If (like me) you’re tired of hearing bankers say “we’re a technology company with a bank license” you’re going to really hate it when bankers start telling the world “we’re a Web3 gateway with a bank license.”

Granted, the numbers don’t quite portend an onslaught of banks getting into crypto. In Cornerstone Advisors’ upcoming 2022 What’s Going On in Banking study, just 10% of financial institutions said they’ll launch crypto investing services in 2022 with another 13% planning a 2023 launch. I’m anticipating ever more adoption in 2022 due:

  • Demand. According to a Cornerstone Advisors survey of US consumers, 60% of crypto owners would use their bank to invest in cryptocurrencies. Just 4% of current crypto owners said they wouldn’t use their bank to invest in crypto because they wouldn’t switch from the exchange they currently use.
  • Supply. The Big 3 bank tech vendors—FIS, Fiserv, and Jack Henry—have all partnered with NYDIG, making it easy (OK, easier) for mid-size institutions to integrate crypto services into their core and digital banking platforms. The payment networks are getting into the act, as well. Visa announced the launch of a crypto advisory service for its banking and merchant clients.
  • Fear. FOMO, as banks see their peers offering crypto feel pressured to join in, and outright fear, as the DeFi drums bang louder and louder and bank boards pressure management teams to get into the crypto game.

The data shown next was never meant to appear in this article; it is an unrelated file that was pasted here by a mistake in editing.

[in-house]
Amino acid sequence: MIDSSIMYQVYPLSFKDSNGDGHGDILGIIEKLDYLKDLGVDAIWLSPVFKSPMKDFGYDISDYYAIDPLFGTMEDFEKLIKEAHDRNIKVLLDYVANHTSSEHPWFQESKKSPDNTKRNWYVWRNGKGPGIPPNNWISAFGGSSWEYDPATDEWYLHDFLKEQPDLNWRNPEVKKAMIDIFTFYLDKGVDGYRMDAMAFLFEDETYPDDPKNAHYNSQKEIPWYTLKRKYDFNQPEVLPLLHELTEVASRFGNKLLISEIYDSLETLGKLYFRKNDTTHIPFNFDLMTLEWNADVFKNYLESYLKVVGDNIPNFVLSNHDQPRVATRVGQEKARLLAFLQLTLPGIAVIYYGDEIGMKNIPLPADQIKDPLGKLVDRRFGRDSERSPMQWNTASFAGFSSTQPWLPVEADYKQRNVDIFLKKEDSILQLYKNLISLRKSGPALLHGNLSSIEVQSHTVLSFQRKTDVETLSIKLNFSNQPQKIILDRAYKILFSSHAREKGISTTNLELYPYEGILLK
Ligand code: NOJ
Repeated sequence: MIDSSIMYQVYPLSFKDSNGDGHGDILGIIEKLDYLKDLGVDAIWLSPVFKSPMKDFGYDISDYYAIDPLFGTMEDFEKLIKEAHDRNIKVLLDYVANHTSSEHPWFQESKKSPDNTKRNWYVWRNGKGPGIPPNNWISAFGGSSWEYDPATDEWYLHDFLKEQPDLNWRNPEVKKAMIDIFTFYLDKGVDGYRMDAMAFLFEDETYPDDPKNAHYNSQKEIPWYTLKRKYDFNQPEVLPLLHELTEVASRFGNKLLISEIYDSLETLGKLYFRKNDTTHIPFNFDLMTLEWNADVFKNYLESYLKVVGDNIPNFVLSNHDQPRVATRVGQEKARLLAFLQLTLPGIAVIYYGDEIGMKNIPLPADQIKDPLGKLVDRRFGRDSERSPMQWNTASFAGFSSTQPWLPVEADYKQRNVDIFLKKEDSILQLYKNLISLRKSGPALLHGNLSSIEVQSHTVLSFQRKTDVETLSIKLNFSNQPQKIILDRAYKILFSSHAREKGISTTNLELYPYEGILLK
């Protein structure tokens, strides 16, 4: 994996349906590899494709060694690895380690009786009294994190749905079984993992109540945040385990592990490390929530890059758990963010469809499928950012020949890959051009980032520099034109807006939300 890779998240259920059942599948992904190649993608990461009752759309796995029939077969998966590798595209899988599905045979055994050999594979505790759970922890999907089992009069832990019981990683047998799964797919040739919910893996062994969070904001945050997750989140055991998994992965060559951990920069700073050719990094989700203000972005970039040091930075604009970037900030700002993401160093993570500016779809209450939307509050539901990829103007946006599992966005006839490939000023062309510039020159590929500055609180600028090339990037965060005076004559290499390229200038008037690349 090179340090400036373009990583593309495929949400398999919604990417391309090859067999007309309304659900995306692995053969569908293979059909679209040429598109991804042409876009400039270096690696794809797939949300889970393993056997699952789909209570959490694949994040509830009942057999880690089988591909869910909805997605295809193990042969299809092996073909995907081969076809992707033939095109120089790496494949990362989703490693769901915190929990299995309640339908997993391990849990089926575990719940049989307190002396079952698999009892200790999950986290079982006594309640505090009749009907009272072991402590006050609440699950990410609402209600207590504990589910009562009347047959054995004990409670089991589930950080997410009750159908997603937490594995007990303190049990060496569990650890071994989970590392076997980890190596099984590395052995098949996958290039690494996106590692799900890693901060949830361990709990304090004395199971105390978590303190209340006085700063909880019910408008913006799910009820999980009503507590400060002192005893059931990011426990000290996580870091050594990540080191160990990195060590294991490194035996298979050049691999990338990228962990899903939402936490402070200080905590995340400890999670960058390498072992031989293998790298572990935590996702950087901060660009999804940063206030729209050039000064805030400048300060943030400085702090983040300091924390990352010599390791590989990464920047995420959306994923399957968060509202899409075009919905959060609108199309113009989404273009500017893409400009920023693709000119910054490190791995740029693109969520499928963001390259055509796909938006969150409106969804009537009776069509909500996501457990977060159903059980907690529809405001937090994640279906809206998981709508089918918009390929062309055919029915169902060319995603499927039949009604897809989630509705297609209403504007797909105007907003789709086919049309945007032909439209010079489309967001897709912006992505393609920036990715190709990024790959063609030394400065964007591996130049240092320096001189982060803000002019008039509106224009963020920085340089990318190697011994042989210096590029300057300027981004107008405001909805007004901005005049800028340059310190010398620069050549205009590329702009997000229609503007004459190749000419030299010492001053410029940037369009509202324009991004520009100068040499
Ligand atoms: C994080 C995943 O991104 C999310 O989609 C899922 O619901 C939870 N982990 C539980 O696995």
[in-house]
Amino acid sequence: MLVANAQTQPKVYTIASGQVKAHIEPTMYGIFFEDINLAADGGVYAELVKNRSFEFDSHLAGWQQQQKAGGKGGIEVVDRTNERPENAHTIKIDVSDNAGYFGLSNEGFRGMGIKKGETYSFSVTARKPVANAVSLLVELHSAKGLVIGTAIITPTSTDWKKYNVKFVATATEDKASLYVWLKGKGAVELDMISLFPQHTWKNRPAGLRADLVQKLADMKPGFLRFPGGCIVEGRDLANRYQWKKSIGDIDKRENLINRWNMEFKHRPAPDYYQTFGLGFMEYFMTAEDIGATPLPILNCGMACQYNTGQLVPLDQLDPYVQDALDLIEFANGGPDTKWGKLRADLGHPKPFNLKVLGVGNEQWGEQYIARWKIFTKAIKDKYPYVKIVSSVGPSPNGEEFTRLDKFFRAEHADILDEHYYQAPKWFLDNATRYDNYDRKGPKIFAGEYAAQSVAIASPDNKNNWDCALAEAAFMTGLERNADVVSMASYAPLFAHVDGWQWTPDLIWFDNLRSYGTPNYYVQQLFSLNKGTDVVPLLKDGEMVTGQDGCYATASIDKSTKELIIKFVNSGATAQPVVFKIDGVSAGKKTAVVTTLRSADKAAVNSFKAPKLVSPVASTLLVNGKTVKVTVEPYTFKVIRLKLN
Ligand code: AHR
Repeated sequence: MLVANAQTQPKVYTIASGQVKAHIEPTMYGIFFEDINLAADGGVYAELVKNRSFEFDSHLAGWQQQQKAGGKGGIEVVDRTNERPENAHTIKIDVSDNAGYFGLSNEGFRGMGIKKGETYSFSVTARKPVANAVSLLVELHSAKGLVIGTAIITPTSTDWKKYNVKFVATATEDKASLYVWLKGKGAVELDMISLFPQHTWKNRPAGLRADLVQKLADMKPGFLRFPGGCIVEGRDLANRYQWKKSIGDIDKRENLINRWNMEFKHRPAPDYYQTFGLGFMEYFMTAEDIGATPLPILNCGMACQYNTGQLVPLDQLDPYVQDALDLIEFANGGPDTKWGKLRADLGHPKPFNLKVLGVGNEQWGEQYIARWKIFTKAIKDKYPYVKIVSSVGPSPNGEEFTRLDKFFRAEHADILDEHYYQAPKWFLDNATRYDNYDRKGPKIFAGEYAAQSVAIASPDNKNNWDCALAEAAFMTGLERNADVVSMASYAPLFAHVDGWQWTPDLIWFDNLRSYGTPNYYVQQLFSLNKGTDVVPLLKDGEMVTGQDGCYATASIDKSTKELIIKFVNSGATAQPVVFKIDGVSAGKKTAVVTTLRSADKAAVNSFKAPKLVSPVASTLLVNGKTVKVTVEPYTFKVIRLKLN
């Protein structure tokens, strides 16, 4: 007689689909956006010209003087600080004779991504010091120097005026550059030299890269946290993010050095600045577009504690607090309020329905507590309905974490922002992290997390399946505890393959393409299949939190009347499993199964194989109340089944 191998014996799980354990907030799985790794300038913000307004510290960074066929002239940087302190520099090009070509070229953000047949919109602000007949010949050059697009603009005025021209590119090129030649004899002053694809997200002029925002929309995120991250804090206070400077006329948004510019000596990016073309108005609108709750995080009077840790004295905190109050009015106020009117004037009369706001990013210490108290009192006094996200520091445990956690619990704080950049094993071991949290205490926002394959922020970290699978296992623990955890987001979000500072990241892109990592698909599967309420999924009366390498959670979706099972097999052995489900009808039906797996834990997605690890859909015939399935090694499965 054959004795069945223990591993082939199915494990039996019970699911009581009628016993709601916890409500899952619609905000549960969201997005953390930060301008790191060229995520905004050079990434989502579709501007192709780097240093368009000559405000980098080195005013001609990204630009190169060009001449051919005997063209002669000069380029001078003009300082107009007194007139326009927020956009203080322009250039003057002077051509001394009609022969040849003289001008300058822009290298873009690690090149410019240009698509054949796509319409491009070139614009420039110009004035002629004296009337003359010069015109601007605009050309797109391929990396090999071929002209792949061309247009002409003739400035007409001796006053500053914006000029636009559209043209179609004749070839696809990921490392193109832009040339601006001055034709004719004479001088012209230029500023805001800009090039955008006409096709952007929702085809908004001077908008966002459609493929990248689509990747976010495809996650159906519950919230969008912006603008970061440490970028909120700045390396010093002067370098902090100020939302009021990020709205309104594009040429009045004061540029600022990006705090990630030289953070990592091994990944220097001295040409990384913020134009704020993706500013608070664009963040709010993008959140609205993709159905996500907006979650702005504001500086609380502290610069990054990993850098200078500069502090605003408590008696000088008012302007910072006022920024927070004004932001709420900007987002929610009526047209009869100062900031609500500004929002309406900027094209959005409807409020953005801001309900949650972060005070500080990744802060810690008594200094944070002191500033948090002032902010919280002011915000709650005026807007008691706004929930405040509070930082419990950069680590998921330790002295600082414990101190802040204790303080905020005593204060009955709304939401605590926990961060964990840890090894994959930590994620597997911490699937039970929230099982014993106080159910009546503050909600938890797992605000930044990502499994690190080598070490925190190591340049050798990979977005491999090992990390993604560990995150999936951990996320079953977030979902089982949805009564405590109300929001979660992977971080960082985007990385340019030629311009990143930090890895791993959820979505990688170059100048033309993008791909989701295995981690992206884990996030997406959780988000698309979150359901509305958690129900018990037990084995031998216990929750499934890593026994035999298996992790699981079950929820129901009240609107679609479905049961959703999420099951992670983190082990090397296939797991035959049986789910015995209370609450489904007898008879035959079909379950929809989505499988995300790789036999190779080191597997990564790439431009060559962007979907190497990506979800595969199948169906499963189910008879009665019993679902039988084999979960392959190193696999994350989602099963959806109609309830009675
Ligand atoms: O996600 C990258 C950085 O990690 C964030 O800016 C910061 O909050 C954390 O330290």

For banks, crypto will be to 2022 what social media was to 2015.


In US-based bank board meetings in 2015, directors told their management teams about how their grandchildren were on Facebook everyday and wanted to know what the bank was doing about social media.

In 2022, board members will tell their management teams about their grandchildren’s Bitcoin investments and want to know how the bank plans to respond.

Bankers have plenty of legitimate reasons and excuses for resisting cryptocurrencies. But resistance is futile, as they say.

Trend #3: Faster Payments and Payments Modernization

The topic of “faster payments” is hardly new. The Clearing House (TCH) launched the RTP® network in November 2017. According to TCH’s website:

“Today the RTP network’s real-time payment capabilities are accessible to financial institutions that hold 73% of US demand deposit accounts (DDAs), and the network currently reaches 60% of US DDAs.”

I don’t doubt that that’s a true statement. But the percentage of payments in the US that are “faster payment” transactions is probably in the single digits.

While many of the largest US banks are in TCH’s RTP network, the vast majority of small and mid-size banks and credit unions aren’t. 2022 will find many of them launching a real-time payments strategy.